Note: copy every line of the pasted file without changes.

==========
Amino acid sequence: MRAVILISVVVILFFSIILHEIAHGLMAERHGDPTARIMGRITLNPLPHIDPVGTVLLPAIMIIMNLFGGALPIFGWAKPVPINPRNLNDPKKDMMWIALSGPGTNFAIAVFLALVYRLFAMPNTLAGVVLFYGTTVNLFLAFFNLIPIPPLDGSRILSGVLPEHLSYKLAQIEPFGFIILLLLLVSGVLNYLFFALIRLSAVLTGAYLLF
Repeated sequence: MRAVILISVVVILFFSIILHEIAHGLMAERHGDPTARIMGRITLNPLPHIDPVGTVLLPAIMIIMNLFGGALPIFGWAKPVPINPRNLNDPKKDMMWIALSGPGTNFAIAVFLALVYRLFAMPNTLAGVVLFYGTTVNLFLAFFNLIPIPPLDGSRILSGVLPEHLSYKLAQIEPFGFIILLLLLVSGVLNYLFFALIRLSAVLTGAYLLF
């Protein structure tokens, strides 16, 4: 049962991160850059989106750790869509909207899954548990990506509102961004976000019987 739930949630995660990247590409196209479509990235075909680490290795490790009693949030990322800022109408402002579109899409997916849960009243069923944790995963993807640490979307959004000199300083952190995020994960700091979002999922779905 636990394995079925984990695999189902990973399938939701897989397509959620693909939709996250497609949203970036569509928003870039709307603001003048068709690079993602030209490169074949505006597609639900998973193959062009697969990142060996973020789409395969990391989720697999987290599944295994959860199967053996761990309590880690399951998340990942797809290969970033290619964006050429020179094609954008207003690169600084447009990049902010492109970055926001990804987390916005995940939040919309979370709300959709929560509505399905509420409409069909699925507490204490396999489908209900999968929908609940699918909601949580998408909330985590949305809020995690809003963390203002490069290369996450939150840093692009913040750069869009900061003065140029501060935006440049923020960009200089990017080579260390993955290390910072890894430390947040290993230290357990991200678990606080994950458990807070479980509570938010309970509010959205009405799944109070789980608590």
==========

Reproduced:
Amino acid sequence: MRAVILISVVVILFFSIILHEIAHGLMAERHGDPTARIMGRITLNPLPHIDPVGTVLLPAIMIIMNLFGGALPIFGWAKPVPINPRNLNDPKKDMMWIALSGPGTNFAIAVFLALVYRLFAMPNTLAGVVLFYGTTVNLFLAFFNLIPIPPLDGSRILSGVLPEHLSYKLAQIEPFGFIILLLLLVSGVLNYLFFALIRLSAVLTGAYLLF
Repeated sequence: MRAVILISVVVILFFSIILHEIAHGLMAERHGDPTARIMGRITLNPLPHIDPVGTVLLPAIMIIMNLFGGALPIFGWAKPVPINPRNLNDPKKDMMWIALSGPGTNFAIAVFLALVYRLFAMPNTLAGVVLFYGTTVNLFLAFFNLIPIPPLDGSRILSGVLPEHLSYKLAQIEPFGFIILLLLLVSGVLNYLFFALIRLSAVLTGAYLLF
């Protein structure tokens, strides 16, 4: 049962991160850059989106750790869509909207899954548990990506509102961004976000019987 739930949630995660990247590409196209479509990235075909680490290795490790009693949030990322800022109408402002579109899409997916849960009243069923944790995963993807640490979307959004000199300083952190995020994960700091979002999922779905 636990394995079925984990695999189902990973399938939701897989397509959620693909939709996250497609949203970036569509928003870039709307603001003048068709690079993602030209490169074949505006597609639900998973193959062009697969990142060996973020789409395969990391989720697999987290599944295994959860199967053996761990309590880690399951998340990942797809290969970033290619964006050429020179094609954008207003690169600084447009990049902010492109970055926001990804987390916005995940939040919309979370709300959709929560509505399905509420409409069909699925507490204490396999489908209900999968929908609940699918909601949580998408909330985590949305809020995690809003963390203002490069290369996450939150840093692009913040750069869009900061003065140029501060935006440049923020960009200089990017080579260390993955290390910072890894430390947040290993230290357990991200678990606080994950458990807070479980509570938010309970509010959205009405799944109070789980608590």